From here we walked up the back streets, away from the train tracks and up some seriously steep streets to Santa Catarina (we would have taken the cable car but the queue was huge!) The steps were tough work but it was worth it, at the top we had a rest stop in Noobai – an open air wine and cocktail bar with great views over the river– before moving on to the Pharmacia bar. This was a very cool bar located in the front garden of the Medicine Museum – great for watching the world go by from deck chairs, with drinks themed around medication and prescriptions.
- Eat and shop in Chiado
Make sure you pop into Convento do Camo while you’re there and see the impressive gothic convent ruins. If you happen to follow recommendations 3 and 4 above, you can easily walk to Chiado from Santa Catarina, especially if you’ve rested and refreshed yourselves in the bars there!
Chiado is the more refined area of Lisbon, with higher end shops and nice restaurants – we had heard lots of good things about Belcanto restaurant but unfortunately we couldn’t get a reservation. If you’re heading that way, you should definitely call into Convento do Camo – it’s doesn’t take long to wander round and admire the ruins of the convent and the ribcage-like arches that remained following the earthquakes that destroyed much of the city. From the back off the convent, you can take the beautiful antique Elevador de Santa Justa down to the tourist centre of Baixa (or walk the stairs and take a regular lift like us if you don’t want to queue) down to the main streets of Baixa and Rossio below. (There’s also a great rooftop bar – TOPO – on the back of the Convent).
- Taste ginjinha
There are lots if places you can taste the delicious sour cherry brandy drink, but the best place has to be its original spot in the pedestrian streets of Rossio – A Ginjinha Bar. Here, you literally buy a shot over the counter on the street (choose with or without cherries) and drink there and then in the streets. Perfect as an aperitif as it’s on the way to all the restaurants in Rossio.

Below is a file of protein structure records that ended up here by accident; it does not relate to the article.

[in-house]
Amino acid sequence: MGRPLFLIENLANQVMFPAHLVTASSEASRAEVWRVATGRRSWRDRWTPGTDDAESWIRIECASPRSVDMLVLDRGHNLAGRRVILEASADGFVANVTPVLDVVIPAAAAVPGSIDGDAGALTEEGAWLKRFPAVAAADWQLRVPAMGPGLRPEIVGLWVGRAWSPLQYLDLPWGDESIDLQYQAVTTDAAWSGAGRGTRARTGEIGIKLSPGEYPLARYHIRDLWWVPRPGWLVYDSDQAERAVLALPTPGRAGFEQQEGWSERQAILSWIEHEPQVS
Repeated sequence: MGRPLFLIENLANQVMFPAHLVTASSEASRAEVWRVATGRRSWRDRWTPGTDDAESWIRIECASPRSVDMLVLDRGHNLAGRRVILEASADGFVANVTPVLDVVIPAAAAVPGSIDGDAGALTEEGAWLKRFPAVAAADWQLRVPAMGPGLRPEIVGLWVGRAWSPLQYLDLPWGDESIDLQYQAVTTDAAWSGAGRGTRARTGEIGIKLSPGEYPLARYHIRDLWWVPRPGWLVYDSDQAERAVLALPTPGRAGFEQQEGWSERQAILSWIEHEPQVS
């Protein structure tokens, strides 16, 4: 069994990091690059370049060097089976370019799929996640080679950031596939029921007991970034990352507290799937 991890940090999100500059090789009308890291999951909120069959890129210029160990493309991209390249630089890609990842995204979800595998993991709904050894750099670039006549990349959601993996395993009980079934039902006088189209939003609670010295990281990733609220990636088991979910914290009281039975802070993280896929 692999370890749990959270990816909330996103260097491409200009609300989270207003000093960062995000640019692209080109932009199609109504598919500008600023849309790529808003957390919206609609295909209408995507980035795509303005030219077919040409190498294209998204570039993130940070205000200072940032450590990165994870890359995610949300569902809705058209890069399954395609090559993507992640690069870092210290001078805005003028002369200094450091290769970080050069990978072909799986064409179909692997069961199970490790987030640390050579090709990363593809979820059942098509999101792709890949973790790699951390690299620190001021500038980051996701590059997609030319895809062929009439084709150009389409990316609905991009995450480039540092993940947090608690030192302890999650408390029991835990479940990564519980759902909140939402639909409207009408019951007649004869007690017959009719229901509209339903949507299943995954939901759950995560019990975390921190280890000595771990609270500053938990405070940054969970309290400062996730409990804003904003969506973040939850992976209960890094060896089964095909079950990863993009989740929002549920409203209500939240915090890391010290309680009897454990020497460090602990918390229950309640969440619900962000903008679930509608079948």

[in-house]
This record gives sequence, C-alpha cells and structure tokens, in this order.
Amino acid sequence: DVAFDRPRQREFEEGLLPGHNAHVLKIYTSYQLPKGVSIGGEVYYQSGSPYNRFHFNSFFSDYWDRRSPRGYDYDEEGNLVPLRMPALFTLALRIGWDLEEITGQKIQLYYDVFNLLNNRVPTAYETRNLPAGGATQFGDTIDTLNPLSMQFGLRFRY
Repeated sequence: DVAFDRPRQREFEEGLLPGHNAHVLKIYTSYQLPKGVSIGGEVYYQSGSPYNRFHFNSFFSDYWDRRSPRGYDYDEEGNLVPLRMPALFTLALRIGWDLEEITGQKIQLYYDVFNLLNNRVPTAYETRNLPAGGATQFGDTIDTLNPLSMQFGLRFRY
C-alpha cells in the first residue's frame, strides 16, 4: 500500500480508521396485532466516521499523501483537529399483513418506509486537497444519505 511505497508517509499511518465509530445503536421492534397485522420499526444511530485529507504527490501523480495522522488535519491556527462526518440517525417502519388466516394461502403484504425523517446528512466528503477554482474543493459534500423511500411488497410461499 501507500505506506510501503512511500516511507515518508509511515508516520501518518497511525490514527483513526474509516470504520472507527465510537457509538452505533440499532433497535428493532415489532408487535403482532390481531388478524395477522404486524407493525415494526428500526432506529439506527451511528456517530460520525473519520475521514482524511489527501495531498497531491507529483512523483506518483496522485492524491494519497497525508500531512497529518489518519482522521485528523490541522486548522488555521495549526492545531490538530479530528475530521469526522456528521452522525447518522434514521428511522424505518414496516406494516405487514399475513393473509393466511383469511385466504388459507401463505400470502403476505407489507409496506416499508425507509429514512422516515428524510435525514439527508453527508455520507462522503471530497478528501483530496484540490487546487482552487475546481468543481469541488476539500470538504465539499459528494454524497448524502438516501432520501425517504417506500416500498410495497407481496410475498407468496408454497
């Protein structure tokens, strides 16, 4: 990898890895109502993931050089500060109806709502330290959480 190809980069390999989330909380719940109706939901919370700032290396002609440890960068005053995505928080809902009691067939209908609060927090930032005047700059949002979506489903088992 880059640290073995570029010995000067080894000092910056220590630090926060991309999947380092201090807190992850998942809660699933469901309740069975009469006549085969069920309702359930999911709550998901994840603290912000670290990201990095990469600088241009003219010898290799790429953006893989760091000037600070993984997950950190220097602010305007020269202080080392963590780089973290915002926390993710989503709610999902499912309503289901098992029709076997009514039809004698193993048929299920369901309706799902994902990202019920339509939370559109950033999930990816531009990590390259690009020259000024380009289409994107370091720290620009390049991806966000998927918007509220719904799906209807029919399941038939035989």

- Have a night out in Bairro Alto
We’ve only done this once (must be getting old) when we went for dinner in the highly rated 100 Maneiras before moving onto its bistro cousin for cocktails afterwards. The area has a bit of student feel (again, maybe I’m just getting old!) and was definitely a late night place, where people were hanging out drinking and smoking on the streets late into the night.
- Wander the Castle ramparts
This is one thing we haven’t done yet! Next time we visit, we’ll be sure to head up to Castelo de Sao Jorge and wander around the ramparts – apparently you can take the tourist Tram 28 up there, and there is a fantastic wine bar at the top which is great spot for a sundowner – Wine Bar do Castelo – and offers more than 150 Portuguese wines by the glass!
- Take an unforgettable day trip to Sintra
This beautiful green spot is the stuff of fairytales, with spectacular castles and forts, overgrown ruins, lush green forests – and yet more delicious pastries!
Here, I would recommend walking from the pretty little village centre out to Quinta Da Regaleira and enjoying a morning wandering around the ruins and greenery. If you do go, make sure you go down the dark winding steps of the wells that take you underground through tunnels to behind the waterfall.